of the way at all hazards; because obedience to God's law, and not making things generally comfortable, was the highest duty of man, as it was also his only way to true felicity.
It has been commonly assumed that Dante
was a man soured by undeserved misfortune, that he took up a wholly new outfit of political opinions with his fallen fortunes, and that his theory of life and of man's relations to it was altogether reshaped for him by the bitter musings of his exile.
This would be singular, to say the least, in a man who tells us that he ‘felt himself indeed four-square against the strokes of chance,’ and whose convictions were so intimate that they were not merely intellectual conclusions, but parts of his moral being.
Fortunately we are called on to believe nothing of the kind.
himself has supplied us with hints and dates which enable us to watch the germination and trace the growth of his double theory of government, applicable to man as he is a citizen of this world, and as he hopes to become hereafter a freeman of the celestial city.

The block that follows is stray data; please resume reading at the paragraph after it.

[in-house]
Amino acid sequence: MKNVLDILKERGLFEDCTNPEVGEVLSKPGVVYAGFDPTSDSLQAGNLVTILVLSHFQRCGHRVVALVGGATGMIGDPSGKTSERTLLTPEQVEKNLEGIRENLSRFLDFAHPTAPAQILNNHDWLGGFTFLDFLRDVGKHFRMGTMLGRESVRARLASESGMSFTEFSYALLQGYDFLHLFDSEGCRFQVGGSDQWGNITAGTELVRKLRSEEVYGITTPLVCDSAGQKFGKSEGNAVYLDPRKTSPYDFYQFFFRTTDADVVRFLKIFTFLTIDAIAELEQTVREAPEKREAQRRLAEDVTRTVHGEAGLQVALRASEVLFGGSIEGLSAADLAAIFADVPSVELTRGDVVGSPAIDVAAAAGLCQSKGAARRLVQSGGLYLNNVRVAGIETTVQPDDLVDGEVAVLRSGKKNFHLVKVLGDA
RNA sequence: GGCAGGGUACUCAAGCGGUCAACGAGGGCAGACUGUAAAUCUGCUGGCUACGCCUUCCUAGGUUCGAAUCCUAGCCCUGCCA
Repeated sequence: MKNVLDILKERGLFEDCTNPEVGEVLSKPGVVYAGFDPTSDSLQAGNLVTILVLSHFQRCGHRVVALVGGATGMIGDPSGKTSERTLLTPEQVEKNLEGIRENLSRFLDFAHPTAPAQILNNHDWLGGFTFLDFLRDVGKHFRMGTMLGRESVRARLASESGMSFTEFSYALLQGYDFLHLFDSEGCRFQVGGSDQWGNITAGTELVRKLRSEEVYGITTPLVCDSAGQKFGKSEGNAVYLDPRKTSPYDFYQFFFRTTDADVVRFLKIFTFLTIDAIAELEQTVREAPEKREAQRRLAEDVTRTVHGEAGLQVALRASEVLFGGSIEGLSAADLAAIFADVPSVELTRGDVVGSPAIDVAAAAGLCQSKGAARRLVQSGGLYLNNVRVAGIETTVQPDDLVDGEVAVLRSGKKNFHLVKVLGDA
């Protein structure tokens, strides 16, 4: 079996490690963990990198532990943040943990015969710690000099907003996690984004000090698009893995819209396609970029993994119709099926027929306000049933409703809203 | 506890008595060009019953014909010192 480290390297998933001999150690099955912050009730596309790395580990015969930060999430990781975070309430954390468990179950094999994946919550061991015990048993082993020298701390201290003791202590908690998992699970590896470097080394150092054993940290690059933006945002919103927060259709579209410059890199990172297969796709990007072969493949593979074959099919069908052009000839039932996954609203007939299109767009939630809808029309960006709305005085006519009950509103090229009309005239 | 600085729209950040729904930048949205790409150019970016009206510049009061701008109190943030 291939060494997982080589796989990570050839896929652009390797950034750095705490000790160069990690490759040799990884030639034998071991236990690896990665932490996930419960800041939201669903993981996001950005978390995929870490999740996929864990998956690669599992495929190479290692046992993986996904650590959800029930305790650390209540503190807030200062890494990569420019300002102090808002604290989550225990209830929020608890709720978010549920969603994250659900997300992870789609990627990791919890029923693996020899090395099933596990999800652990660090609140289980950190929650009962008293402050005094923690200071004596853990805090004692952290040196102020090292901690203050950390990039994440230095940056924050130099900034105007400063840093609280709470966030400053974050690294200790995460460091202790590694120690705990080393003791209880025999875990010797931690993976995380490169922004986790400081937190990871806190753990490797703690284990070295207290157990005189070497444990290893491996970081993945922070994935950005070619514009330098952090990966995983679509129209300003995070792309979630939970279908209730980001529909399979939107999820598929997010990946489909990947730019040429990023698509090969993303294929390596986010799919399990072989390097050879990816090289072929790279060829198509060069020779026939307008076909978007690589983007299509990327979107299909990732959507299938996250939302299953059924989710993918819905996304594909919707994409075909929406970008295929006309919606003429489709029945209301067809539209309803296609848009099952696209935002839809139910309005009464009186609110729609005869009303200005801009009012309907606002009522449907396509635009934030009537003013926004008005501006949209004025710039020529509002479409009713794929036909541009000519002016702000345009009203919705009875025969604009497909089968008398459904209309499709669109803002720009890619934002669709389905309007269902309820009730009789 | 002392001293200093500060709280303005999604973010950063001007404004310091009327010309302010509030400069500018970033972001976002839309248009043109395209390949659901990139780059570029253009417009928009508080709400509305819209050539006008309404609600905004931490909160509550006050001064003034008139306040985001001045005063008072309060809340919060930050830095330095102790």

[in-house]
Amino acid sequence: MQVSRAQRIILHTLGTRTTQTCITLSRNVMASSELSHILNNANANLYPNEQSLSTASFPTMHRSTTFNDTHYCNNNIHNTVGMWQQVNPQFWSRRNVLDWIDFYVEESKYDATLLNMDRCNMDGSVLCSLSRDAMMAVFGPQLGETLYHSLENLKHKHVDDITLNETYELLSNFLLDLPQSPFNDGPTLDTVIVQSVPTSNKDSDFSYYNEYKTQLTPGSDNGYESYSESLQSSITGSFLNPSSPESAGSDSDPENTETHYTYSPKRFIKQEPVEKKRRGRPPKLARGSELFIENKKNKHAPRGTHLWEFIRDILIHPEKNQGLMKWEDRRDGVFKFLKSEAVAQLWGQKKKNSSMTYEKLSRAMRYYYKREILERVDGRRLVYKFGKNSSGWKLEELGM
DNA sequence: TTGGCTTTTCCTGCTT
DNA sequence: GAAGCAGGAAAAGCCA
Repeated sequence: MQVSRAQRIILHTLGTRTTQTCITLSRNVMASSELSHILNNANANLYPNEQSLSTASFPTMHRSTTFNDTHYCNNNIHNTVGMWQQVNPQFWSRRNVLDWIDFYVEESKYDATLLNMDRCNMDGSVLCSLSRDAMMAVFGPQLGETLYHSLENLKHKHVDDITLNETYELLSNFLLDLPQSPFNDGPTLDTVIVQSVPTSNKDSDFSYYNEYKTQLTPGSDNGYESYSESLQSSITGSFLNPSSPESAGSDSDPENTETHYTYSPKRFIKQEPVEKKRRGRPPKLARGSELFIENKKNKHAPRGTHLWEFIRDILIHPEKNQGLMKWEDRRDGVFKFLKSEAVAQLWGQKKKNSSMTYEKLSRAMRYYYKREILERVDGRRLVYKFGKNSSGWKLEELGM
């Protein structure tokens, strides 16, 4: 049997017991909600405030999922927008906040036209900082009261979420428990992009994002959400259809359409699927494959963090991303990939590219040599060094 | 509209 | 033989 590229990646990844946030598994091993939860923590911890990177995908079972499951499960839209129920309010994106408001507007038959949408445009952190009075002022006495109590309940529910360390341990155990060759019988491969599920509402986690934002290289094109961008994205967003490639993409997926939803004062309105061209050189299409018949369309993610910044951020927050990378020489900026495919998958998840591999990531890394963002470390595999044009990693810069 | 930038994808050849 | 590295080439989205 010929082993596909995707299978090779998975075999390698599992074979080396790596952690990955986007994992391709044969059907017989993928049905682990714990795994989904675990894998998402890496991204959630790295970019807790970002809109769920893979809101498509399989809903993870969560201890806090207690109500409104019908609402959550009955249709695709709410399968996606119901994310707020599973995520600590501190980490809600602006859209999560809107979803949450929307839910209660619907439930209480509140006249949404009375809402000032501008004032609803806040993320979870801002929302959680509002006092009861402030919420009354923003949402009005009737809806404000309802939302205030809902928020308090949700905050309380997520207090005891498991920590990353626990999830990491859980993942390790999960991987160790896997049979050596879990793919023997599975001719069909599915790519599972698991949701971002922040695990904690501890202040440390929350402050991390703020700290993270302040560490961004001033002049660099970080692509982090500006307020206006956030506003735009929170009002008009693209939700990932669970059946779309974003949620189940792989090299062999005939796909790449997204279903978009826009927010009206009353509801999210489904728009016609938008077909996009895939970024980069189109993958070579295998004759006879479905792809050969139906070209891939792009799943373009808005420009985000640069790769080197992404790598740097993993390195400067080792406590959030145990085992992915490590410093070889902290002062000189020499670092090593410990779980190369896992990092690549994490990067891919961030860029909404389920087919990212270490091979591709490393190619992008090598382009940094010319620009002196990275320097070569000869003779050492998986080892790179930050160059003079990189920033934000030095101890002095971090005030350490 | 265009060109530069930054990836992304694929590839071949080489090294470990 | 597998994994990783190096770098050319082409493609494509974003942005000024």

It would be of little consequence to show in which of two equally selfish and short-sighted parties a man enrolled himself six hundred years ago, but it is worth something to know that a man of ambitious temper and violent passions, aspiring to office in a city of factions, could rise to a level of principle so far above them all. Dante
's opinions have life in them still, because they were drawn from living sources of reflection and experience, because they were reasoned out from the astronomic laws of history and ethics, and were not weather-guesses snatched in a glance at the doubtful political sky of the hour.
Swiftly the politic goes: is it dark?
he borrows a lantern;
Slowly the statesman and sure, guiding his feet by the stars.
It will be well, then, to clear up the chronology of